How to Begin Publishing in the Humanities
There are ways to start working on your publication record before you publish your first peer-reviewed article
If you are a graduate student in the humanities, adding that first publication to your academic CV can be a long and anxiety-provoking process. Luckily, there are ways to start working on your publication record before you publish your first peer-reviewed article. Listed below are a few ideas that you can start working on while you’re still completing your required graduate courses or if you still haven’t settled on your main research project.
Book reviews are an excellent way to make your first entrance into the academic publication world and are also legitimate additions to your CV. It’s a good idea to work on a book that will help you with your dissertation, your qualifying exams or a paper you plan to publish in the future. Typically, researchers will be contacted to review a specific book, but it is also perfectly acceptable for you to contact a journal. Most journals have a reviews editor who you may contact to ask about books he or she would like reviewed. Signing up for a listserv, such as www.h-net.org/, is also worthwhile, as these email lists oftentimes send out calls for reviewers. In general, it’s a good idea to get on listservs specific to your discipline or area of interest. Note that different journals have different requirements as to the length of the review and novelty of the book. Usually, reviewing any book that has been written in the last two years is acceptable, but this varies from journal to journal.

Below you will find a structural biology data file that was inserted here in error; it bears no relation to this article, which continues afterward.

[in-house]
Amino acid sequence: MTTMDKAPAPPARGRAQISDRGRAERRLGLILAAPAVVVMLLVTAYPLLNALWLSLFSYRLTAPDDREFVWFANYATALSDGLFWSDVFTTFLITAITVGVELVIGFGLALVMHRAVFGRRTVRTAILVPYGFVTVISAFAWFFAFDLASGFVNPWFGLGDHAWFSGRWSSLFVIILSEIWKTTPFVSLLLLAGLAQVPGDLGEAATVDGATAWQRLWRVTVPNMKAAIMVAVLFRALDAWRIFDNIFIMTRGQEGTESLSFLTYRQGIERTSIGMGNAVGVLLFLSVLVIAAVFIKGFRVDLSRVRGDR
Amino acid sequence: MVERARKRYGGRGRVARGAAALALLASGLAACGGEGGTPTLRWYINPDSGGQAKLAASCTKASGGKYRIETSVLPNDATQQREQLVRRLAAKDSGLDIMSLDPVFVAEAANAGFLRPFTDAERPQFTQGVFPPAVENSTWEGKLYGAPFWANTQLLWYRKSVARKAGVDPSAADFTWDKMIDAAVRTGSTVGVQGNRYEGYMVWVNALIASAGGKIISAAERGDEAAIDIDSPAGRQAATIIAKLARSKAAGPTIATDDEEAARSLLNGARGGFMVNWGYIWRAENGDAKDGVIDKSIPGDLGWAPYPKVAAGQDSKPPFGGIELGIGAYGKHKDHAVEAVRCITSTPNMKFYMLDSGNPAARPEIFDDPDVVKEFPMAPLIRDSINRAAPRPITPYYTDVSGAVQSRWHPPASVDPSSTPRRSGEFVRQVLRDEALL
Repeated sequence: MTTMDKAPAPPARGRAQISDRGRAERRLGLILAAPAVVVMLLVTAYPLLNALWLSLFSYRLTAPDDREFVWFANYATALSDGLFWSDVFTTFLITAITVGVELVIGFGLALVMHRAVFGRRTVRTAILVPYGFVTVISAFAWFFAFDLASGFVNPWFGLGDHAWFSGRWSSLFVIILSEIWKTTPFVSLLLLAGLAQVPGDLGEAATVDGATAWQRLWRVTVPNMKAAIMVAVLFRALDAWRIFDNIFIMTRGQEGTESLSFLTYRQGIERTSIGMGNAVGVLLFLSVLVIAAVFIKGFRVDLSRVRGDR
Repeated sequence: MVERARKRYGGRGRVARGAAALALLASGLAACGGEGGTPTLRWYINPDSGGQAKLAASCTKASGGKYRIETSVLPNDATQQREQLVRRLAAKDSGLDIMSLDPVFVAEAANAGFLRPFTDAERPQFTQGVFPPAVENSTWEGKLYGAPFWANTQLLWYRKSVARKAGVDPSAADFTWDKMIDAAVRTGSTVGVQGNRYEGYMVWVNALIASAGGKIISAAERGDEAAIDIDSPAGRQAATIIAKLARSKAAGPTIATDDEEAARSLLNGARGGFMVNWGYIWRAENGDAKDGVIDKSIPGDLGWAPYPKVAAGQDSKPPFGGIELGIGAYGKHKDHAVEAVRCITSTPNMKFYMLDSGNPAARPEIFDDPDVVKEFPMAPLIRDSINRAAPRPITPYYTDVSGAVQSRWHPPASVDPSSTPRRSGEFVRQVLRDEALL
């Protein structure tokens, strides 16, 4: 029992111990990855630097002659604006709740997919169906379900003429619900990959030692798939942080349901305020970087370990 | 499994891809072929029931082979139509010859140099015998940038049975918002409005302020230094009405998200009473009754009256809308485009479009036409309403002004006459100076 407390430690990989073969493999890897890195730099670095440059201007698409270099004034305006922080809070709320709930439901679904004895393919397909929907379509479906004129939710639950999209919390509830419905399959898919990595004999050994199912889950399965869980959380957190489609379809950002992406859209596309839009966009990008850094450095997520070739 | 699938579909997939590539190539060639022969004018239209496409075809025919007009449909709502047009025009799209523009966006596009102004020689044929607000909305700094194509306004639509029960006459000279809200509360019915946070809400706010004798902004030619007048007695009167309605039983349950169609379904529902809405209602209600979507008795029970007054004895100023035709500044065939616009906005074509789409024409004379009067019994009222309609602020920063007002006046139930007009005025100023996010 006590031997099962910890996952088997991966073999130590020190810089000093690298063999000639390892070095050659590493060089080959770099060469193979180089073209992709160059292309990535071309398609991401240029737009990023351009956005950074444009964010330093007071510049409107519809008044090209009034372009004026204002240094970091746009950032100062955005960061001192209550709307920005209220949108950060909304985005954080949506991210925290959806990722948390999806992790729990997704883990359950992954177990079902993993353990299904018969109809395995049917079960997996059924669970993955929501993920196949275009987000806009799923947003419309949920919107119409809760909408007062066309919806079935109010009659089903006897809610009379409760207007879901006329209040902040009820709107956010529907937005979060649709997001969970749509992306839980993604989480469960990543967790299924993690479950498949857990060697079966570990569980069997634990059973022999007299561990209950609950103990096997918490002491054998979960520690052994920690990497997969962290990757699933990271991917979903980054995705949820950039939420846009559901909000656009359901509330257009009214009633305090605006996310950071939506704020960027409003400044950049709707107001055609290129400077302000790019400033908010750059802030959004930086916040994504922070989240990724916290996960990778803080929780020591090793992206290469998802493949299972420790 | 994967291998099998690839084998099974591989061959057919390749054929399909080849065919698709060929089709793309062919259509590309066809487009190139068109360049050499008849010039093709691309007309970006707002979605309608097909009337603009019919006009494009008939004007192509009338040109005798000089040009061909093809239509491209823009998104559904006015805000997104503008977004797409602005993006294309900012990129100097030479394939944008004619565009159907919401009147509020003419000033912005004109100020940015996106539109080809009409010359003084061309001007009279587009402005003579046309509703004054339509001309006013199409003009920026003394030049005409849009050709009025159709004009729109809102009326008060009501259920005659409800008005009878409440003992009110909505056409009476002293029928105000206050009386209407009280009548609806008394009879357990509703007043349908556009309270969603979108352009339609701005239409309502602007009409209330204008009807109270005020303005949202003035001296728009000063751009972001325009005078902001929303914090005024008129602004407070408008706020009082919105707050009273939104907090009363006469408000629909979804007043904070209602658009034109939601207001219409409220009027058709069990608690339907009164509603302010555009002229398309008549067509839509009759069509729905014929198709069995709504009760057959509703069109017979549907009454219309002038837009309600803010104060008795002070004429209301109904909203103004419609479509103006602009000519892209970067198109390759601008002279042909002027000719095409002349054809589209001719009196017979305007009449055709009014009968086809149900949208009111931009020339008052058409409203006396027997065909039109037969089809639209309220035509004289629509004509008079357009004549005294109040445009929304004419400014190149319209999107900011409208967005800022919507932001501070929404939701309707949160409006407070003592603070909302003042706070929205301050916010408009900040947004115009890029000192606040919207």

Conference proceedings serve as important vehicles in scholarly communication. This writing can be an important addition to your CV if you are a graduate student and can help you gain experience in producing an article that is publication ready. Edited volumes that gather conference or workshop papers are also common. If you give a successful presentation, you might be asked to present your paper for consideration, or sometimes, conference or workshop organizers might want to publish it outright. One very important thing to keep in mind is that if you publish a paper as a part of conference proceedings, then you cannot submit it for publication in a journal. Therefore, you will want to exercise judgment as to whether you think this is all of the work you want to do on a specific paper or whether you want to hold back, present the paper at other conferences to get feedback, and then work on it for journal submission.
Did you produce a seminar paper that got great feedback from your professor or that you would like to further develop? This might be an opportunity to turn it into a publication. If you did not get a lot of feedback from your professor, consider asking him or her for some detailed feedback and explaining that you plan on submitting the paper to a journal. Your professor is also likely to know journals in that area of study and in general will be a good resource for publishing on that topic. Presenting your paper at a conference is another way to become aware of contentious points in your work and areas that might need a little more work, as well as to meet more senior academics in your area of interest.
Generally, the goal of academics is a peer-reviewed journal publication; however, there are often instances in which a particular conference is more prestigious than many lower-ranked journals, so it is important to make an informed decision about the best publication venues for your work.
Beginning your publication record as a graduate student has become increasingly important. Book reviews, conference proceedings and seminar papers are great sources of publishable material. Bear in mind that your first few publications might need several rounds of feedback and revision based on conference presentations or journal referees. Note that rejections are often simply an invitation to undertake further improvement of your work: if we always got it right the first time, we wouldn’t call it REsearch!